After just a few short moments of watching Doug (Will Forte) scream obscenities at his sweet little Border Terrier named Reggie (voiced by Will Ferrell), it’s abundantly clear why STRAYS is rated “R”. Reggie’s loser owner cheats on his girlfriend, doesn’t work, smokes weed all day --- and masturbates when he isn’t smoking. Plus, he hates Reggie!
Poor pup believes Doug is the greatest, even though his “favorite game” is Doug driving him to the middle of nowhere and leaving him behind. Unfortunately for Reggie, he always manages to find his way back to this misanthrope, only to be abandoned again and again. But when Doug drives Reggie three hours from home and leaves him in the rundown section of a big city, Reggie knows it’s no longer a game.
Thankfully, Bug (voiced by Jamie Foxx), a street-smart Boston Terrier, comes to the rescue and takes Reggie under his wing. At the local dog park, Bug introduces Reggie to Maggie (voiced by Isla Fisher), an Australian Shepherd, and Hunter (voiced by Randall Park), a Great Dane, who is also a therapy dog with a very large cone around his head. When they hear Reggie’s tail --- er, tale --- of woe, the foursome decides to make the journey back to Doug so Reggie can exact his revenge.
Yes, STRAYS is laugh-out-loud funny, but it is also laced with a good amount of pathos. Many may object to the scenes of abuse, but trust me, these four canines can handle themselves, including encounters with a hawk, being locked up in a shelter and surviving a batch of psychedelic mushrooms.
Ferrell, Foxx, Fisher and Park must have had a blast voicing the four doggie heroes. Their banter is joyful, mostly, and very entertaining. Forte’s Doug is gloriously despicable. You’d be hard pressed to find another actor who could play such a loathsome cad with complete gleeful abandon. Everyone hates him, so Doug’s last scene is especially fitting.
Directed by Josh Greenbaum with a well-crafted screenplay by Dan Perrault, STRAYS has its fair share of “ick” factor --- dog vomit, urination and poop --- so if one finds all of that abhorrent, take a pass. In the end, it’s a buddy movie starring dogs --- and it’s much better than expected.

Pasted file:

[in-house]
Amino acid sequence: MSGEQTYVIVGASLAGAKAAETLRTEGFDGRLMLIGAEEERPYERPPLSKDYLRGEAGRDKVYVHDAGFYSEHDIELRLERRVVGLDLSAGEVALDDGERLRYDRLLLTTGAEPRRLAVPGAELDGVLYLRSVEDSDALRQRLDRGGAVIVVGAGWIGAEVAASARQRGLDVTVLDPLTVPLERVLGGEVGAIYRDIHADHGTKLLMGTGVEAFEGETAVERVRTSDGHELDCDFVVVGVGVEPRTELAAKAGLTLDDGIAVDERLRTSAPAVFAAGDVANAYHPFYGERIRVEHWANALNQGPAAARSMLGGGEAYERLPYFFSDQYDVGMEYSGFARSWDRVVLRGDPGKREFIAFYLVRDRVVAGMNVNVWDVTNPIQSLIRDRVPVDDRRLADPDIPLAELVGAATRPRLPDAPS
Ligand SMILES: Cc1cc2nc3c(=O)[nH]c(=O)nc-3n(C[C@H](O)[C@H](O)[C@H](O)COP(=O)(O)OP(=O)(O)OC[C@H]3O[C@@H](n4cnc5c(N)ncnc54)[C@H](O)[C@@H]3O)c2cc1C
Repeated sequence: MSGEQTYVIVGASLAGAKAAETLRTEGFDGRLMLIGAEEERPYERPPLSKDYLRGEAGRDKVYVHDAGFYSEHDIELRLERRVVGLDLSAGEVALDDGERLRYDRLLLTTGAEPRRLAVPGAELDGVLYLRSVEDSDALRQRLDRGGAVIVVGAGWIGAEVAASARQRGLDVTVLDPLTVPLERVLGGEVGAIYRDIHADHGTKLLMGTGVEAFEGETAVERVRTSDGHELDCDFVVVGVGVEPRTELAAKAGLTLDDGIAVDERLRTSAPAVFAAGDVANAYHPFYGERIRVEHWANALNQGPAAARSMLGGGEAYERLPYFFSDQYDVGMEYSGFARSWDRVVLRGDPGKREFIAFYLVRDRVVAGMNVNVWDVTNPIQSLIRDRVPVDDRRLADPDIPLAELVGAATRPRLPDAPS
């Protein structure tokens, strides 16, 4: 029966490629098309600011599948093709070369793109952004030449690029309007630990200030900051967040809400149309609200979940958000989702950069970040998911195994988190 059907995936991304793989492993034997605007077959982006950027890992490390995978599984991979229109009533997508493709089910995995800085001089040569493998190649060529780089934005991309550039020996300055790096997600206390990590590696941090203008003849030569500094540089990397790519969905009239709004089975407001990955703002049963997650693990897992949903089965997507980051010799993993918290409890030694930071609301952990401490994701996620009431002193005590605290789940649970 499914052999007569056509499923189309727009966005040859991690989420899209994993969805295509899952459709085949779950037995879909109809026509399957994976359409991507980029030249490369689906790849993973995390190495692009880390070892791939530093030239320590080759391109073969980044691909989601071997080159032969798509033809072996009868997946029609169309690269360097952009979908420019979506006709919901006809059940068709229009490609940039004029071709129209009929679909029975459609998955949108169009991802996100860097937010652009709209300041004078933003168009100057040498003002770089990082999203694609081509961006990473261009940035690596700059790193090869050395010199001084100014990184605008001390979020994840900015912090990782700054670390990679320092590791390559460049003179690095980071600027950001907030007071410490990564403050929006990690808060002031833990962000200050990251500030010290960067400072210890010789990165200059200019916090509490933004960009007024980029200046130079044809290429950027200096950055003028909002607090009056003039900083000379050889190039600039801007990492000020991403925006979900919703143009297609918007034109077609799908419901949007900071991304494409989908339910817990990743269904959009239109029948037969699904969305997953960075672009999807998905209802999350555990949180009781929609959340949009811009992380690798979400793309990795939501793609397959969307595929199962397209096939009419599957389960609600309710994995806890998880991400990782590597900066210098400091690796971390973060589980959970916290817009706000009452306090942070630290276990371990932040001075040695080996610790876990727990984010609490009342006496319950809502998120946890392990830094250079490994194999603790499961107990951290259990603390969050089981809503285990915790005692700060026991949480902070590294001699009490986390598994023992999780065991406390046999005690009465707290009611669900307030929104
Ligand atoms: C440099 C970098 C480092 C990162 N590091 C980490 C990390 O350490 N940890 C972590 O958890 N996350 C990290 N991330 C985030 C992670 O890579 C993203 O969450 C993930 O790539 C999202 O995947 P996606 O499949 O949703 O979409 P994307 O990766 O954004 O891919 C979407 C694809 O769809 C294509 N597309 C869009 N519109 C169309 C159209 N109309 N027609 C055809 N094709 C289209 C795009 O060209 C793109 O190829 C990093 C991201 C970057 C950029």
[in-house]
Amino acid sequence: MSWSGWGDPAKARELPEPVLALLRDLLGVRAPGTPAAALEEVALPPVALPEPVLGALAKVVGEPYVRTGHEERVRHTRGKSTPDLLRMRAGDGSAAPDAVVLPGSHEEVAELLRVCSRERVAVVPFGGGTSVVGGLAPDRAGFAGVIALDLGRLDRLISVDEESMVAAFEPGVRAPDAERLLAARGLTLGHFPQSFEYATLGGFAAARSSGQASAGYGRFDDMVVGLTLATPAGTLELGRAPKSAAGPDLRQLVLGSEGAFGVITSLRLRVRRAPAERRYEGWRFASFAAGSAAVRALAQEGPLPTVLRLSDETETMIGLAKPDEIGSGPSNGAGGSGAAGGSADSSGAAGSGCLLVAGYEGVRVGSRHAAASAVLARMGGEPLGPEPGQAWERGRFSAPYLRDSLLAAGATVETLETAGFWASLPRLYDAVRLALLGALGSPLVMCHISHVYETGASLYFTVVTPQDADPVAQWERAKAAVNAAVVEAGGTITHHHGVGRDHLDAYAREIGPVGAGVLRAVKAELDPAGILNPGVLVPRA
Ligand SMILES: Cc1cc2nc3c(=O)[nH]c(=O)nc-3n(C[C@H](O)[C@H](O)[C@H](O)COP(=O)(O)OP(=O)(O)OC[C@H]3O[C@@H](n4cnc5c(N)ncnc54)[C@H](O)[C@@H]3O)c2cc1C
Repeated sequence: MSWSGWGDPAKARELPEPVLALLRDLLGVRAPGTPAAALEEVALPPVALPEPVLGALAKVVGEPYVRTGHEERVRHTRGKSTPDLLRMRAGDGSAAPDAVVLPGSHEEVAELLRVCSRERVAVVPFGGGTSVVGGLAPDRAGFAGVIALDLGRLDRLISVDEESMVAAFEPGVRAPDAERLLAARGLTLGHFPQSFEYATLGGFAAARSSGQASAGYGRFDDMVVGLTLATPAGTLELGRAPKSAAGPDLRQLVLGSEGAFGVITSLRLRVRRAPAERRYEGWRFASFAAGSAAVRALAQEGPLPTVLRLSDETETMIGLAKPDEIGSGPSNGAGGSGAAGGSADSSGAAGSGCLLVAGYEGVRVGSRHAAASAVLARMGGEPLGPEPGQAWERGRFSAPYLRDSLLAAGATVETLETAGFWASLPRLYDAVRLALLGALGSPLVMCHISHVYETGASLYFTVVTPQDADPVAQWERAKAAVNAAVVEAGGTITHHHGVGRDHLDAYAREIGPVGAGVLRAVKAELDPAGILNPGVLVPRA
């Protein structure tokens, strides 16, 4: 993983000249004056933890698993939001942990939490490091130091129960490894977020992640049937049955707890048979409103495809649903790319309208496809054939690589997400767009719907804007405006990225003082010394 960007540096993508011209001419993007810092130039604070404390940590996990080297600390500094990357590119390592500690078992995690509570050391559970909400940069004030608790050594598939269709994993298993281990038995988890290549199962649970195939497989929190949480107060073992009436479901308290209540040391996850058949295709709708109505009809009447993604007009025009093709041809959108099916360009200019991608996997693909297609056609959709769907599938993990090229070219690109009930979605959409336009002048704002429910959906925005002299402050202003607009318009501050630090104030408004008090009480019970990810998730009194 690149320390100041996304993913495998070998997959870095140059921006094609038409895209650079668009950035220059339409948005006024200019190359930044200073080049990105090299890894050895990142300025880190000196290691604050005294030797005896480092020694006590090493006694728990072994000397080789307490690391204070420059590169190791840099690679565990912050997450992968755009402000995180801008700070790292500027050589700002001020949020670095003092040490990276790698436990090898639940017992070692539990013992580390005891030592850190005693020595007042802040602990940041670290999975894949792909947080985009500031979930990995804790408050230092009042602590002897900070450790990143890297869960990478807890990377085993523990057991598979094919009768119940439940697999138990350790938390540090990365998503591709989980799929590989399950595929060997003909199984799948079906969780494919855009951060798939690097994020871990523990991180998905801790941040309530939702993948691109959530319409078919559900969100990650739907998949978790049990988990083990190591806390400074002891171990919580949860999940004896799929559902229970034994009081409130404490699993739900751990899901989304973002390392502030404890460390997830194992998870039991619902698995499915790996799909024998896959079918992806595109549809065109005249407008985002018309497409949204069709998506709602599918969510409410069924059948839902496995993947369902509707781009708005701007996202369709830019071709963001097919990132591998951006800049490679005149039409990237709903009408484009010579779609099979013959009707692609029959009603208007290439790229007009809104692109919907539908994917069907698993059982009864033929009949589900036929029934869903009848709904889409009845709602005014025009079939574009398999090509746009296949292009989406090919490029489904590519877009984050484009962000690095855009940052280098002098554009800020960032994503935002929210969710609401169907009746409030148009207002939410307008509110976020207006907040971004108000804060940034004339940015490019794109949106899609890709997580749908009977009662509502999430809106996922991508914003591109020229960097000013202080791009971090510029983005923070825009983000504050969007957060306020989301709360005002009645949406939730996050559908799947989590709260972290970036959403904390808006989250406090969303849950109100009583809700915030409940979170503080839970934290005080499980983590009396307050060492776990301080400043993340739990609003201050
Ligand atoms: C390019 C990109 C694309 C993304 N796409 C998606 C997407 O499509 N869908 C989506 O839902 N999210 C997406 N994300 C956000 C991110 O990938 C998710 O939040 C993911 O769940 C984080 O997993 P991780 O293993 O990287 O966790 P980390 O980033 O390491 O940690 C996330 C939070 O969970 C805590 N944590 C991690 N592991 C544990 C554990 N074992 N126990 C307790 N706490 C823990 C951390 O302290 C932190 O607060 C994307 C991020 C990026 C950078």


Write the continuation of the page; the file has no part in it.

Opinion: Mild See It Now!
Any movie that has Sofía Vergara in a supporting voice role as a sexy couch can’t be all bad. Actually, Dolores, the sofa in question, is a dilapidated piece of furniture that a certain Boston Terrier fancies for his humping pursuits. Bottom line: STRAYS is not bad at all and pretty entertaining.
The Boston Terrier is a three-year-old free spirit canine named Bug (voiced by Jamie Foxx) and he does have a penchant for Dolores. He also is a questionable influence on Reggie (voiced by Will Ferrell), the two-year-old Border Terrier with a very bad owner.
“Very bad” is an understatement to describe Doug (Will Forte) as Reggie’s owner. First of all, Doug does not want anything to do with Reggie whom he kept to spite his ex-girlfriend. Even worse, Doug physically and verbally abuses Reggie, eventually driving the pooch hours away from their home to get rid of him. This turns out to be a blessing in disguise because Reggie meets Bug and they bond immediately. Moreover, Bug convinces Reggie that he deserves much better than Doug, and that being a free dog can be a terrific lifestyle.
Their adventures, together with a Great Dane named Hunter (voiced by Randall Park) and a savvy female Australian Shepherd named Maggie (voiced by Isla Fisher) with a superior sense of smell, are laced with profanity, bathroom humor and general yuck. But isn’t that what one would expect from a live-action, talking dog movie with a rare “R” rating?
STRAYS is, at times, hilarious. If you’re sensitive about multiple F-bombs being dropped along with allusions to sexual appendages, etc., you might want to stay away from this film. One redeeming factor is a wonderfully poignant sequence at the conclusion.
Otherwise, STRAYS lives up to its rating and is reasonably absorbing because we quickly come to care about these animals. Others in the supporting voice cast include Rob Riggle, Josh Gad and Brett Gelman.
The reality is that STRAYS provides 93 minutes of escape and a very satisfying act of revenge by Reggie.
Opinion: Mild See It Now!